A practice for deep listening on the individual level is to listen for what is alive in a person that hasn’t been spoken yet. What are the speaker’s deeper feelings and desires, emotions, desires, wants, and needs?
Another practice is to reflect back what you hear. How can you move beyond the formula of “what I hear you saying…” to a place where your reflection offers a genuine understanding and empathy for the speaker’s meaning?
Benefits of Deep Listening
“Deep listening evokes presence, which some define as “deeper listening, of being open beyond one’s preconceptions.”
Presence: An Exploration of Profound Change in People, Organizations and Society
Deep listening also:
Allows you to engage without assumptions
Establishes trust by demonstrating that you value what others say and take them seriously
Cultivates authentic connection with others — the quality of your attention influences the quality of the conversation
Helps clarify what is really going on
Enables new possibilities to surface
If we are to survive in the twenty-first century we must become better communicators, speaking and listening honestly and compassionately across diversity and difference.
Unsatisfying communication is rampant in our society: in relationships between spouses, parents, and children, among neighbors and co-workers, in civic and political life, and between nations, religions, and ethnicities. Can we change su ch deeply ingrained cultural patterns? Is it possible to bring about a shift in the modes of communication that dominate our society? Contemplative practices, with their committed cultivation of self-awareness and compassion, may offer the best hope for transforming these dysfunctional and damaging social habits.
Poor listeners, underdeveloped listeners, are frequently unable to separate their own needs and interests from those of others. Everything they hear comes with an automatic bias: How does this affect me? What can I say next to get things my way? Poor listeners are more likely to interrupt: either they have already jumped to conclusions about what you are saying, or it is just of no interest to them. They attend to the surface of the words rather than listening for what is “between the lines.” When they speak, they are typically in one of two modes. Either they are “downloading”—regurgitating information and pre-formed opinions—or they are in debate mode, wait ing for the first sign that you don’t think like them so they can jump in to set you straight.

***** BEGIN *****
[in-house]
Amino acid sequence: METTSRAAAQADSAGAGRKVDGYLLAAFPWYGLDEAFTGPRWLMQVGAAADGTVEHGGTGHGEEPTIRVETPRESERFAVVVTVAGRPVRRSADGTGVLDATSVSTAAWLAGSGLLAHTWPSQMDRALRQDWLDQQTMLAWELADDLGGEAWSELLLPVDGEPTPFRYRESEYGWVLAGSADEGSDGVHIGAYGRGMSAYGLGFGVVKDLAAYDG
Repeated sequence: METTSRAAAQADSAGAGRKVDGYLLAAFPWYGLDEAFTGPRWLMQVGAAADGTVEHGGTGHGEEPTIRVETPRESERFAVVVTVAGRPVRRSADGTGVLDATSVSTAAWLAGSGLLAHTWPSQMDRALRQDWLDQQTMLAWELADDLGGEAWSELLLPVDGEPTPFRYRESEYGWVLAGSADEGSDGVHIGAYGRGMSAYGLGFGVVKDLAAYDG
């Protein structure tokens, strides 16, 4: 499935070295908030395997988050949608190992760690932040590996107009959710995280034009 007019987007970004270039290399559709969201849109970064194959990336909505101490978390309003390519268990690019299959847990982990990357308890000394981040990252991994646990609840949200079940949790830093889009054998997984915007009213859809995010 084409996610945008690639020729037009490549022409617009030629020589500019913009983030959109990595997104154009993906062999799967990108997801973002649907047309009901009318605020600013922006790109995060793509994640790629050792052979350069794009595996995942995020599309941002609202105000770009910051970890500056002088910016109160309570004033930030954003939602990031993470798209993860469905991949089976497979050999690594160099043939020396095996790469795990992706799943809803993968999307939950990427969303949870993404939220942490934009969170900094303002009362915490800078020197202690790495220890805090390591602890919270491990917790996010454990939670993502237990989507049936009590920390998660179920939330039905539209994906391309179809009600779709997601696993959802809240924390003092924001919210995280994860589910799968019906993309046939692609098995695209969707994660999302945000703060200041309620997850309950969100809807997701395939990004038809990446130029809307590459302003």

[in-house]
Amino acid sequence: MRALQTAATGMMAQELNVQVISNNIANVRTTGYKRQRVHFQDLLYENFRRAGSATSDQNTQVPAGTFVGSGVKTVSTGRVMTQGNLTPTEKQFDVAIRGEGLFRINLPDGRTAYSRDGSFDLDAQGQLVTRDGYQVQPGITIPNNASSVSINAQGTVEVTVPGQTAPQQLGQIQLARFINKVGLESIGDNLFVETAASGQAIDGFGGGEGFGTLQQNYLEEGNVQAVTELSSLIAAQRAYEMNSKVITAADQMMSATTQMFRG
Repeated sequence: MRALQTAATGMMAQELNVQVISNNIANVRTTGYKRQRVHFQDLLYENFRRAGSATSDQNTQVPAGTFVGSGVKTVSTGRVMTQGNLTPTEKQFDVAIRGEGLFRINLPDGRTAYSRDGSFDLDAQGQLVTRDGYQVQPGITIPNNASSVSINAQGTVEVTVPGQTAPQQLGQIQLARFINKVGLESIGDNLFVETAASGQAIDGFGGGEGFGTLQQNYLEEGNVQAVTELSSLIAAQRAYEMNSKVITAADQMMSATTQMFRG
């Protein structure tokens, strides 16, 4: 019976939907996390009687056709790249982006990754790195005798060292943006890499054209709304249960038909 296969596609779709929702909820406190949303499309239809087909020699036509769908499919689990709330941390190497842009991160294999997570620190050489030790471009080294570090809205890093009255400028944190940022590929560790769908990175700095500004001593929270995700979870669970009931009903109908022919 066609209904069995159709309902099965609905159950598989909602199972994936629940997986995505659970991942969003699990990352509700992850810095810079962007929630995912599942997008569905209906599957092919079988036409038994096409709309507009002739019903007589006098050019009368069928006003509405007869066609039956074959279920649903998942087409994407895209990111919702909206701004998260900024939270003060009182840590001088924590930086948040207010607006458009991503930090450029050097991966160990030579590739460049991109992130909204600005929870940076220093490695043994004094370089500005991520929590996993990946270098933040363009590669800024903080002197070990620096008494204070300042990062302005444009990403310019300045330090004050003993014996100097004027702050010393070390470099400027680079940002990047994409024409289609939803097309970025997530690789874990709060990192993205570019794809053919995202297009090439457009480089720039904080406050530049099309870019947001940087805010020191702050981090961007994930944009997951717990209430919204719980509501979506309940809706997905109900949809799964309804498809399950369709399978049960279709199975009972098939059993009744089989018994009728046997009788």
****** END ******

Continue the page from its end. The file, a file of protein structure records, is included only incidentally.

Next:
Good listening, by contrast, means giving open-minded, genuinely interested attention to others, allowing yourself the time and space to fully absorb what they say. It seeks not just the surface meaning but where the speaker is “coming from”—what purpose, interest, or need is motivating their speech. Good listening encourages others to feel heard and to speak more openly and honestly.
Deep Listening involves listening, from a deep, receptive, and caring place in oneself, to deeper and often subtler levels of meaning and intention in the other person. It is listening that is generous, empathic, supportive, accurate, and trusting. Trust here does not imply agreement, but the trust that whatever others say, regardless of how well or poorly it is said, comes from something true in their experience. Deep Listening is an ongoing practice of suspending self-oriented, rea ctive thinking and opening one’s awareness to the unknown and unexpected.
Our approach to Deep Listening focuses first and foremost on self-awareness as the ground for listening and communicating well with others. A clouded mirror cannot reflect accurately. We cannot perceive, receive, or interact authentically with others unless our self-relationship is authentic. Likewise, until we are true friends with ourselves, it will be hard to be genuine friends with others.
Deep Listening is a way of being in the world that is sensitive to all facets of our experience—external, internal, and contextual (body, mind, and speech). It involves listening to parts we frequently are deaf to. In order to balance and integrate body, mind, and speech Deep Listening teaches three different but complementary contemplative disciplines: mindfulness–awareness meditation to clarify and deepen mental functioning; the Alexander Technique to cultivate awareness of the body and it s subtle messages; and Focusing, a technique developed by psychologist and philosopher Eugene Gendlin that utilizes “felt-sensing” to explore feelings and nurture intuitive knowing
1) Mindfulness: Awareness Meditation